#MyChatWithHim

Chips

What is your bigger picture mentally – when you look at the man or woman that you love? Do you sweat over small stuffs when it comes to him or her? How attentive are you to everything happening around you? Would you know if your spouse changed? Would you change back on them? Have you ever taken the time to genuinely, listen to your spouse’s unspoken words or deeds – and not saying anything at all to raise unnecessarily suspicions? – DBM

#MyChatWithHim

EK: Dave

David Bondze (DB): Hey!

EK: You good?

DB: I am doing alright. How are you doing?

EK: I saw your post.

DB: Which of the posts?

EK: The one you made about me on Facebook.

DB: Oh! Okay! You read the comments?

EK: I did. Interesting questions some were asking.

DB: Yeah! I thought so too.

EK: Hmmm!

DB: Dzifa wants to know how you met your wife.

EK: Legon campus. I was in my third year when she started Level 100.

DB: How was she like when you met her?

EK: Simple but classy in a way, decent, funny, smart (from the way she talked), beautiful. When I got to know her very well, I fell in love with her organizational skills, her sense of humor (it was on point. Never a dull moment with her around). She helps naturally. She helped me a lot.

DB: Helped you how?

EK: Oh, with my assignments and thesis: she encouraged seriousness in me. I became serious with my studies. She was there for me – for the most times I had no money or food to eat. She would cook for us.

DB: Faustina wants to know why you married her.

EK: We were so much in love, and I didn’t see why not to settle down in marriage with her. She bought out the very best in me. We understood each other. There was respect between the both of us. We loved each other’s company. We talked about marriage and we were excited about it together, for us.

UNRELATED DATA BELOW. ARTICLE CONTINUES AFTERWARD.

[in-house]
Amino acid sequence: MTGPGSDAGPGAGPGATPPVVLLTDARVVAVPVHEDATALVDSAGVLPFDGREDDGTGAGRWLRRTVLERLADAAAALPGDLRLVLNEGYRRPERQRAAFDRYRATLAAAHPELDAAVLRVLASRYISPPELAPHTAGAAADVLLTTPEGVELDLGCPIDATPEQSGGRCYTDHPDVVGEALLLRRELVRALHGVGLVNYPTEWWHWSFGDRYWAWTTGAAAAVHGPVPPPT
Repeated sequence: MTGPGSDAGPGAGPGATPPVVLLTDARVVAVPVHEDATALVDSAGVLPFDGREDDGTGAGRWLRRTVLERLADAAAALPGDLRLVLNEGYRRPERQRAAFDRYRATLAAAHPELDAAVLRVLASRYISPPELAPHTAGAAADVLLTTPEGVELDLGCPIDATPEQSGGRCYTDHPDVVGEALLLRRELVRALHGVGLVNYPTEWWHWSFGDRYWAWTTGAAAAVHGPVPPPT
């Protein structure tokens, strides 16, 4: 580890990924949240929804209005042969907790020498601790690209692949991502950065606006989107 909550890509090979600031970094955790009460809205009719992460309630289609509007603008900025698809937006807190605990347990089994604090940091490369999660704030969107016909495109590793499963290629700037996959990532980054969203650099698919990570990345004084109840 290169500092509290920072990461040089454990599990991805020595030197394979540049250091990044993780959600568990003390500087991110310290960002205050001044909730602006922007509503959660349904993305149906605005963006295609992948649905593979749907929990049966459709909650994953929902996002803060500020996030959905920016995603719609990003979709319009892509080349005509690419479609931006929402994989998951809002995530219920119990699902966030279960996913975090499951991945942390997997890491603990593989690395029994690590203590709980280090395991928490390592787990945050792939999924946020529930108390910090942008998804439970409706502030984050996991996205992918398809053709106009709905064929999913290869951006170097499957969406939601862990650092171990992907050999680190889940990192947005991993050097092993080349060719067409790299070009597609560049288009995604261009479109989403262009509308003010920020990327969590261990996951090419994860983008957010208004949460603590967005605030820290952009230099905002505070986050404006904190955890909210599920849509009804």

DB: Laura’s question is, did you have any doubts about her before pursuing marriage?

EK: No.

DB: I see.

EK: She earned my trust. She earned my love and respect.

DB: Amani wants to know if you married her a virgin.

EK: No! We were sexually active on campus. And, I wasn’t her first. She had an ex before me.

DB: Do you have any kids?

EK: We have two kids.

DB: Millicent wants to know if you provide for the needs of the family.

EK: I do. I make life very comfortable for us. When I got my first job after school, I was the one taking care of her in school: from her feeding to hostel fees. That’s how our relationship has been. We are there for each other if the other is in need.

DB: That’s nice to know.

EK: Yeah.

DB: Elijah wants to know if you’ve cheated on your wife before.

EK: I have, but I put a stop to it. The affairs happened whenever I traveled. I felt alone and couldn’t stay faithful, unfortunately.

DB: And, how long have you been married?

EK: 12 years in September.

DB: Wow!

EK: Yeah.

DB: She knows about the affairs?

EK: Not that I know of.

DB: I see. Anyways, Awusi wants to know how you got to know your wife is/was a prostitute.

EK: I lost my job, and I had used all of my savings on our sick child. My wife had stepped in to take the role of taking care of us until I got my current job. I took an amount of money from our joint account to pay off something, and she switched on me.

DB: Did you two talk about that money for such payment?